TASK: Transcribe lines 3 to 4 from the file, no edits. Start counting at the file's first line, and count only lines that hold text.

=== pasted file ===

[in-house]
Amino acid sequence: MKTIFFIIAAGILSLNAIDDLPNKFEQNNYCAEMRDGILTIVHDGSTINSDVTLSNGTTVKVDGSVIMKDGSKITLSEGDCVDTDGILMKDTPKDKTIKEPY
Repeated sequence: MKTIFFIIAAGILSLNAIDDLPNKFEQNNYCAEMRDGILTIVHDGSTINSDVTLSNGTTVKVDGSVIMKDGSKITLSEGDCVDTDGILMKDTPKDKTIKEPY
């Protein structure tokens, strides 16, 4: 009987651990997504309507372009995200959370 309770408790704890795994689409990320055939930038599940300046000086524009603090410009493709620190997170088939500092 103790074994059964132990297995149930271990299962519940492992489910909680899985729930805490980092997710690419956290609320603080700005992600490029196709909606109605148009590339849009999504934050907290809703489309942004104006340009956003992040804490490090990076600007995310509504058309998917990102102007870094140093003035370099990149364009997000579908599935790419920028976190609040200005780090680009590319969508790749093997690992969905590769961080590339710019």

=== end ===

Repeated sequence: MKTIFFIIAAGILSLNAIDDLPNKFEQNNYCAEMRDGILTIVHDGSTINSDVTLSNGTTVKVDGSVIMKDGSKITLSEGDCVDTDGILMKDTPKDKTIKEPY
């Protein structure tokens, strides 16, 4: 009987651990997504309507372009995200959370 309770408790704890795994689409990320055939930038599940300046000086524009603090410009493709620190997170088939500092 103790074994059964132990297995149930271990299962519940492992489910909680899985729930805490980092997710690419956290609320603080700005992600490029196709909606109605148009590339849009999504934050907290809703489309942004104006340009956003992040804490490090990076600007995310509504058309998917990102102007870094140093003035370099990149364009997000579908599935790419920028976190609040200005780090680009590319969508790749093997690992969905590769961080590339710019």